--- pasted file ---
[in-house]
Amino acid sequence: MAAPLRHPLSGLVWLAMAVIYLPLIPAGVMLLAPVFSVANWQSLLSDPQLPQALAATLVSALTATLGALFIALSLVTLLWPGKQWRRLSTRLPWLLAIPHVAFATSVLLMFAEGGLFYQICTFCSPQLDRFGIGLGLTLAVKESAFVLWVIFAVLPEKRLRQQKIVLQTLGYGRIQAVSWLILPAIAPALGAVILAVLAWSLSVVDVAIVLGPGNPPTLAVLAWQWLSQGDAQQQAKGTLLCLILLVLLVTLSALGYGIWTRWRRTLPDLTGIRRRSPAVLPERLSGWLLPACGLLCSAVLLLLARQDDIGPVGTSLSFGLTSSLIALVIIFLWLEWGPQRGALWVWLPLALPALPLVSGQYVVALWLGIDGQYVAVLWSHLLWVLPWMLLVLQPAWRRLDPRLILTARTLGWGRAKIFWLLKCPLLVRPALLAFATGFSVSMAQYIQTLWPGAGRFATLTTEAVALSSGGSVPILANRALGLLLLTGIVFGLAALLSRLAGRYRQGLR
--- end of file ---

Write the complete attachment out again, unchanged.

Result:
[in-house]
Amino acid sequence: MAAPLRHPLSGLVWLAMAVIYLPLIPAGVMLLAPVFSVANWQSLLSDPQLPQALAATLVSALTATLGALFIALSLVTLLWPGKQWRRLSTRLPWLLAIPHVAFATSVLLMFAEGGLFYQICTFCSPQLDRFGIGLGLTLAVKESAFVLWVIFAVLPEKRLRQQKIVLQTLGYGRIQAVSWLILPAIAPALGAVILAVLAWSLSVVDVAIVLGPGNPPTLAVLAWQWLSQGDAQQQAKGTLLCLILLVLLVTLSALGYGIWTRWRRTLPDLTGIRRRSPAVLPERLSGWLLPACGLLCSAVLLLLARQDDIGPVGTSLSFGLTSSLIALVIIFLWLEWGPQRGALWVWLPLALPALPLVSGQYVVALWLGIDGQYVAVLWSHLLWVLPWMLLVLQPAWRRLDPRLILTARTLGWGRAKIFWLLKCPLLVRPALLAFATGFSVSMAQYIQTLWPGAGRFATLTTEAVALSSGGSVPILANRALGLLLLTGIVFGLAALLSRLAGRYRQGLR